Health: Clues to causes of PMT promise help for sufferers

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The Independent Online
Pre-menstrual tension is not all in the mind, but neither is it caused by high levels of sex hormones. Jeremy Laurance, Health Editor, says findings about the puzzling syndrome could point the way to improved treatments.

Millions of women suffer symptoms including depression, irritability and feelings of bloatedness up to two weeks before their periods. In one in 40, symptoms are severe enough to prevent sufferers going to work.

Many doctors were unsympathetic, labelling badly affected women as whingers. Part of the reason came from studies which failed to show any excess level of hormones in sufferers.

Now researchers have found that the female hormone, oestrogen, may be to blame. Although it has never before been seriously considered as a hormone with negative mood effects, there is now sufficient evidence to suggest it may be a cause of pre-menstrual tension (PMT).

Past studies have shown that the most effective treatment for PMT is anti-depressants. More than 70 per cent of women with severe symptoms get better when treated with Prozac. But the new research has shown the hormones oestrogen and progesterone are at least as important as the central neuro- transmitters (brain chemicals) targeted by Prozac in producing the symptoms.

Researchers at the National Institutes of Health in Bethesda, Maryland, studied 20 women with severe PMT who were compared with 15 normal women. In the first part of the study, published in the New England Journal of Medicine, half the women with PMT were given a drug to suppress their ovaries. Their symptoms eased. They were then given, separately, synthetic progesterone and oestrogen. With the addition of each hormone, their symptoms returned. The remaining women with PMT and the normal women, who were treated with a placebo, did not experience a change in symptoms.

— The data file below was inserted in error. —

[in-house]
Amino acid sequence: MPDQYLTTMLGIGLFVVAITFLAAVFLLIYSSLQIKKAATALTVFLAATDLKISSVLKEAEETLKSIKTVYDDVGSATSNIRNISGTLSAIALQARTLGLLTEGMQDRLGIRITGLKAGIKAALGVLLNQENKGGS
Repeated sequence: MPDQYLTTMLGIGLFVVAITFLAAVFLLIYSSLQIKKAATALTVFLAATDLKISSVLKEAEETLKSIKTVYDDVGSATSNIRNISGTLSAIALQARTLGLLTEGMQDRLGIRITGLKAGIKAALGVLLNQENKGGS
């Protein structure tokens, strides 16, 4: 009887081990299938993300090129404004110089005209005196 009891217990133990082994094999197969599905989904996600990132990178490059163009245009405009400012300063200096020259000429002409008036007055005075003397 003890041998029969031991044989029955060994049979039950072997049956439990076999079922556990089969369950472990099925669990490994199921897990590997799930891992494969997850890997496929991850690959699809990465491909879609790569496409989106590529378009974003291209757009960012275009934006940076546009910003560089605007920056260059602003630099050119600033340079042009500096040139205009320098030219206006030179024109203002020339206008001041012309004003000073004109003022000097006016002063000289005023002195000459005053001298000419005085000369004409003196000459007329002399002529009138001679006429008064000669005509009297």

The most striking finding is that manipulation of the hormones had a dramatic effect on the PMT sufferers but none on the "normal" women. Blood tests showed hormone levels were the same in both groups. This suggests PMT is the result of a heightened sensitivity to the normal hormonal changes accompanying menstruation and is not caused by excessive levels of hormones.

In an editorial in the journal, Joseph Mortola, of Cook County Hospital, Chicago, says PMT is "probably the result of a complex interaction between ovarian steroids [hormones] and central neurotransmitters".

He says the finding that giving progesterone caused the return of symptoms in PMT sufferers who had had their ovaries suppressed could have been expected from other studies but the finding that oestrogen had the same effect was surprising. The paradox is that most women with PMT report easing of their symptoms during the early follicular phase of the menstrual cycle when oestrogen levels are at their highest. If oestrogen is proved to play a part in development of the syndrome, "it could prompt the development of entirely new treatment strategies based on drugs or hormones with anti- oestrogenic properties".

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